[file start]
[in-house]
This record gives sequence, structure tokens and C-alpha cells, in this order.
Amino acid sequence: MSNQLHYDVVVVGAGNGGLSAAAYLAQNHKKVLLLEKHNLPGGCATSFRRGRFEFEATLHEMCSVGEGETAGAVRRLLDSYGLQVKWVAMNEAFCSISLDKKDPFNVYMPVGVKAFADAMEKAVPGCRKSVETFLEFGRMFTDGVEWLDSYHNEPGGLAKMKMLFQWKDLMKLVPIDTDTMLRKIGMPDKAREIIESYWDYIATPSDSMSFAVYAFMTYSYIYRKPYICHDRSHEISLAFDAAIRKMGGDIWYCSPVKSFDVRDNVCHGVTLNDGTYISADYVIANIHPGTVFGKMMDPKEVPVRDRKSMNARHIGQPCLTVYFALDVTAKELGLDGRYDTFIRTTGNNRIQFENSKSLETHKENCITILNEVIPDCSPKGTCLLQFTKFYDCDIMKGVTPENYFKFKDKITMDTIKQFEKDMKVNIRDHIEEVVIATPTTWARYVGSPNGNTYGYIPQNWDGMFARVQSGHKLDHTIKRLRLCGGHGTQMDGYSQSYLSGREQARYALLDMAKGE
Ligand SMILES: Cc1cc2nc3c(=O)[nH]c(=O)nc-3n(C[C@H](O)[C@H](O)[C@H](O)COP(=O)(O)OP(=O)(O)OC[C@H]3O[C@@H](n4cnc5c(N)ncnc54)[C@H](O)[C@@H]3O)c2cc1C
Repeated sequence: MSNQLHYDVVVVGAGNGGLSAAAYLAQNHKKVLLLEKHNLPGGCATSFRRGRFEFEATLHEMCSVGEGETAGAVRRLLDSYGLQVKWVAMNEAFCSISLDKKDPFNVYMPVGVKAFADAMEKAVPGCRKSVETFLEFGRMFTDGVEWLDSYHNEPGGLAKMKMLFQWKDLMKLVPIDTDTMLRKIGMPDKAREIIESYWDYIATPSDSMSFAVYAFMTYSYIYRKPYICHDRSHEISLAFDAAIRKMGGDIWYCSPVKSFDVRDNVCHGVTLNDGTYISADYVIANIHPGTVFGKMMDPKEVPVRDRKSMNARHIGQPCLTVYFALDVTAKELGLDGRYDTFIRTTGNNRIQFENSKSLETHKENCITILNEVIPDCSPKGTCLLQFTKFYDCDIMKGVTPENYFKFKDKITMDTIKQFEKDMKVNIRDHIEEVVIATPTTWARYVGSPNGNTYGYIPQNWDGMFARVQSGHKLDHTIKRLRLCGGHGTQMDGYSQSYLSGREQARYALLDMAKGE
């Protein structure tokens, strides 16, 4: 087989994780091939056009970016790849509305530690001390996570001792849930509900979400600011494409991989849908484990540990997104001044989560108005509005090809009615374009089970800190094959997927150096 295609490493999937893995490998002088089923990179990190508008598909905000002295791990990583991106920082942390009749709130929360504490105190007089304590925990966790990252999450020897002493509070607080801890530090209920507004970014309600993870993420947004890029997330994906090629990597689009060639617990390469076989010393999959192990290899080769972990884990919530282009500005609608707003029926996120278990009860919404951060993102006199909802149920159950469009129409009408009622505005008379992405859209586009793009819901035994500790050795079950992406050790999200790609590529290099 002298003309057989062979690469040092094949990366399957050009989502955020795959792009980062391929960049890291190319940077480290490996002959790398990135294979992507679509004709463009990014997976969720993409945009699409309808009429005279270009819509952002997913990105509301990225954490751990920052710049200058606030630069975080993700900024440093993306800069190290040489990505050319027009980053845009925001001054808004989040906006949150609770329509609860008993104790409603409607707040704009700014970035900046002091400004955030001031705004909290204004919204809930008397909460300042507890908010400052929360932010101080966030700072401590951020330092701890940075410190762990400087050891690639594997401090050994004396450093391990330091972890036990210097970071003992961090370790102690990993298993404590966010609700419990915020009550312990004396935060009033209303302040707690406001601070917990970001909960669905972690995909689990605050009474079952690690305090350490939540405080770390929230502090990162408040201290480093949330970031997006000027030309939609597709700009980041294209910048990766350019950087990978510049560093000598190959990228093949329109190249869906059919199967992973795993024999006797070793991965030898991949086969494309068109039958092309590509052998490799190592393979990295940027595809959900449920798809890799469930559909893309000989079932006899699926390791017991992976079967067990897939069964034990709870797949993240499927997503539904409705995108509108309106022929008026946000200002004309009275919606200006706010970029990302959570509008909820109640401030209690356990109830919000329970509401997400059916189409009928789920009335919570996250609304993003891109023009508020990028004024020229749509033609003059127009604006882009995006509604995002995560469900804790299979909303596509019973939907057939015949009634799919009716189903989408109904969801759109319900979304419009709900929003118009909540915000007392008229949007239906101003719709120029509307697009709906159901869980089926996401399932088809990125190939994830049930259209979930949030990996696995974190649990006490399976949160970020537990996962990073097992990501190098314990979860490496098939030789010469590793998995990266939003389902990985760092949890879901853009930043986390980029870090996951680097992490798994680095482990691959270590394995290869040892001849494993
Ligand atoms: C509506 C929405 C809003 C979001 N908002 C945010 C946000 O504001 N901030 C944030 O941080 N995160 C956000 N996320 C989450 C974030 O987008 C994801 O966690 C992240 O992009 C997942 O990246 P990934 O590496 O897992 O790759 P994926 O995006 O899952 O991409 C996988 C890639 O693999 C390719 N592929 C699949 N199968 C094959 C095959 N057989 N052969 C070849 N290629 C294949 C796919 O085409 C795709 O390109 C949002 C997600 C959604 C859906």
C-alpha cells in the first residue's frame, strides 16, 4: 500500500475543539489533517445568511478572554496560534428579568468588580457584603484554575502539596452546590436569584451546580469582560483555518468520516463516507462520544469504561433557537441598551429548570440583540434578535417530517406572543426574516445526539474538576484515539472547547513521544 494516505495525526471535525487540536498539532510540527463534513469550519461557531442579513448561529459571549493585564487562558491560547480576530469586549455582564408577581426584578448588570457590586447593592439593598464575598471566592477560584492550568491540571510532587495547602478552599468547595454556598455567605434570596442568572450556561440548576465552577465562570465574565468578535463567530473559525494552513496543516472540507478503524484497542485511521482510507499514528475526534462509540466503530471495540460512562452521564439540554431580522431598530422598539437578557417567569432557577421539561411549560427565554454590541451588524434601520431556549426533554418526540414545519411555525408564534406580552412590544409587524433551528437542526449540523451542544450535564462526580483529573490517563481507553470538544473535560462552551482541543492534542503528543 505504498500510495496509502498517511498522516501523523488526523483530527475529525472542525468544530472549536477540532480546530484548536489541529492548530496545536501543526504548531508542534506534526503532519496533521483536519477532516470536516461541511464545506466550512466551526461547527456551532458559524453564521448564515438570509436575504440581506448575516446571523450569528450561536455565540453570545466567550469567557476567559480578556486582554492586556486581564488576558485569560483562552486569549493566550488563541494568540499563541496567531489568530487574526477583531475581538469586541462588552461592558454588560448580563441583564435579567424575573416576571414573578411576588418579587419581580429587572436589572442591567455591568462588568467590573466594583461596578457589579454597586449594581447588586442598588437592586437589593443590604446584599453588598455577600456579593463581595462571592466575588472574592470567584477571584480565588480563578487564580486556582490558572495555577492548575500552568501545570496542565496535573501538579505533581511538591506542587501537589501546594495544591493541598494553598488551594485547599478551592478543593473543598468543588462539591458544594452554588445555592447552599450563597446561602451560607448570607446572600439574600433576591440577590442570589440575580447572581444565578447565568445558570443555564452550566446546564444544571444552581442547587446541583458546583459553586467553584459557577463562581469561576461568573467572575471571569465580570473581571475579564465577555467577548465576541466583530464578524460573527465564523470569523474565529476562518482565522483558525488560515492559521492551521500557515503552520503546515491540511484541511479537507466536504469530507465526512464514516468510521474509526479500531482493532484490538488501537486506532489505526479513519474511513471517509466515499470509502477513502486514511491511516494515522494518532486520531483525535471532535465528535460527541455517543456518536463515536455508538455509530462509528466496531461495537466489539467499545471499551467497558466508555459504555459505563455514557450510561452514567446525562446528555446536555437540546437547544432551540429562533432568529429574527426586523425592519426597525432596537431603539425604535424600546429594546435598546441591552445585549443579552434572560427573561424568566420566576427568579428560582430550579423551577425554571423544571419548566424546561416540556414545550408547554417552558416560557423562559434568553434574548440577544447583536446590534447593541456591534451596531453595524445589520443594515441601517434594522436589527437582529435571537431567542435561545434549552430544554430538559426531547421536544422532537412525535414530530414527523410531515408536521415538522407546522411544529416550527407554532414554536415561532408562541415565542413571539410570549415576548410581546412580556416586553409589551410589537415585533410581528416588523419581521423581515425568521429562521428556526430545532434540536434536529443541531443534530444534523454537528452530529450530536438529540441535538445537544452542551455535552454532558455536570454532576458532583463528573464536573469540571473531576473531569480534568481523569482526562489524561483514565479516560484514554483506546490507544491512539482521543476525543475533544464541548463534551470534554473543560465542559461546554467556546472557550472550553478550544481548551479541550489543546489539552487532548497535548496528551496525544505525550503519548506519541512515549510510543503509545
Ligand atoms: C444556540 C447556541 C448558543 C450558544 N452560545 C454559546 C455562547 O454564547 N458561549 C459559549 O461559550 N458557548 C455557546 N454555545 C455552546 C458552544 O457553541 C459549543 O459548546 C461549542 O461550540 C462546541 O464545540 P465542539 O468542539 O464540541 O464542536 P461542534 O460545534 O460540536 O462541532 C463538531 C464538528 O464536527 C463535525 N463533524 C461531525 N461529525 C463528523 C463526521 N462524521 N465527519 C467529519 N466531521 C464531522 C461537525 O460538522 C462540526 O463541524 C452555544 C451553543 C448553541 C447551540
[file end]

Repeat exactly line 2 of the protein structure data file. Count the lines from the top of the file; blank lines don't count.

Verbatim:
This record gives sequence, structure tokens and C-alpha cells, in this order.